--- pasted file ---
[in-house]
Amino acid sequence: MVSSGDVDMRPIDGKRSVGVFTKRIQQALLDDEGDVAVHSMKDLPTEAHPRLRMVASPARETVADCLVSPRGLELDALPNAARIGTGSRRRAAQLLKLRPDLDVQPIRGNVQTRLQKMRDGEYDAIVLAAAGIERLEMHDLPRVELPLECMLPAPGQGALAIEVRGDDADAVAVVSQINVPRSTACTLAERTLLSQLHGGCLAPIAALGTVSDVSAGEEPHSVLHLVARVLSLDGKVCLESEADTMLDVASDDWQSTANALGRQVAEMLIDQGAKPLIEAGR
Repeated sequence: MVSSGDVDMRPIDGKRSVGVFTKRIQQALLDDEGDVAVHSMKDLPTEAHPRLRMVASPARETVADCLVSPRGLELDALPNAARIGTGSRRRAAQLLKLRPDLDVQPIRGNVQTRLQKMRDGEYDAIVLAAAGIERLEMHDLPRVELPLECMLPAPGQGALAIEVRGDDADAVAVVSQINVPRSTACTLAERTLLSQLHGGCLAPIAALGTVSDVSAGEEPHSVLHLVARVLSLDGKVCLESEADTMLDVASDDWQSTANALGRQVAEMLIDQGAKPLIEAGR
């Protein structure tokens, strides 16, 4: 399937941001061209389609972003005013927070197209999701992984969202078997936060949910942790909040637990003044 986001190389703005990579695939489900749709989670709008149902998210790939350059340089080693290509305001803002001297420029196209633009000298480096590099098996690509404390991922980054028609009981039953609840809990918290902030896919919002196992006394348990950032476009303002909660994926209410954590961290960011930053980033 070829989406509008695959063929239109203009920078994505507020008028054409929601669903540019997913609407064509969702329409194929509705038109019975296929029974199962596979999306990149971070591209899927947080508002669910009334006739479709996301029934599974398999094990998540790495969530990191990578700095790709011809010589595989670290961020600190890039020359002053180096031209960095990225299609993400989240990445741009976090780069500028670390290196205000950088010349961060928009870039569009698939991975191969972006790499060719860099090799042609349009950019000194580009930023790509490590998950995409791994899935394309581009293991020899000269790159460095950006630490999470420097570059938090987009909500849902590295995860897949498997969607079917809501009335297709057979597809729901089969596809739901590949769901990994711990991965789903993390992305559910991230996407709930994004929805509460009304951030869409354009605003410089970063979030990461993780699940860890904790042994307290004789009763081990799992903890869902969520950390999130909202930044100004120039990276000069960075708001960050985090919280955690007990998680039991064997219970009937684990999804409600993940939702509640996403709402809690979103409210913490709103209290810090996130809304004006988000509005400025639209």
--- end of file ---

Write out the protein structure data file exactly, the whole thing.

[in-house]
Amino acid sequence: MVSSGDVDMRPIDGKRSVGVFTKRIQQALLDDEGDVAVHSMKDLPTEAHPRLRMVASPARETVADCLVSPRGLELDALPNAARIGTGSRRRAAQLLKLRPDLDVQPIRGNVQTRLQKMRDGEYDAIVLAAAGIERLEMHDLPRVELPLECMLPAPGQGALAIEVRGDDADAVAVVSQINVPRSTACTLAERTLLSQLHGGCLAPIAALGTVSDVSAGEEPHSVLHLVARVLSLDGKVCLESEADTMLDVASDDWQSTANALGRQVAEMLIDQGAKPLIEAGR
Repeated sequence: MVSSGDVDMRPIDGKRSVGVFTKRIQQALLDDEGDVAVHSMKDLPTEAHPRLRMVASPARETVADCLVSPRGLELDALPNAARIGTGSRRRAAQLLKLRPDLDVQPIRGNVQTRLQKMRDGEYDAIVLAAAGIERLEMHDLPRVELPLECMLPAPGQGALAIEVRGDDADAVAVVSQINVPRSTACTLAERTLLSQLHGGCLAPIAALGTVSDVSAGEEPHSVLHLVARVLSLDGKVCLESEADTMLDVASDDWQSTANALGRQVAEMLIDQGAKPLIEAGR
């Protein structure tokens, strides 16, 4: 399937941001061209389609972003005013927070197209999701992984969202078997936060949910942790909040637990003044 986001190389703005990579695939489900749709989670709008149902998210790939350059340089080693290509305001803002001297420029196209633009000298480096590099098996690509404390991922980054028609009981039953609840809990918290902030896919919002196992006394348990950032476009303002909660994926209410954590961290960011930053980033 070829989406509008695959063929239109203009920078994505507020008028054409929601669903540019997913609407064509969702329409194929509705038109019975296929029974199962596979999306990149971070591209899927947080508002669910009334006739479709996301029934599974398999094990998540790495969530990191990578700095790709011809010589595989670290961020600190890039020359002053180096031209960095990225299609993400989240990445741009976090780069500028670390290196205000950088010349961060928009870039569009698939991975191969972006790499060719860099090799042609349009950019000194580009930023790509490590998950995409791994899935394309581009293991020899000269790159460095950006630490999470420097570059938090987009909500849902590295995860897949498997969607079917809501009335297709057979597809729901089969596809739901590949769901990994711990991965789903993390992305559910991230996407709930994004929805509460009304951030869409354009605003410089970063979030990461993780699940860890904790042994307290004789009763081990799992903890869902969520950390999130909202930044100004120039990276000069960075708001960050985090919280955690007990998680039991064997219970009937684990999804409600993940939702509640996403709402809690979103409210913490709103209290810090996130809304004006988000509005400025639209």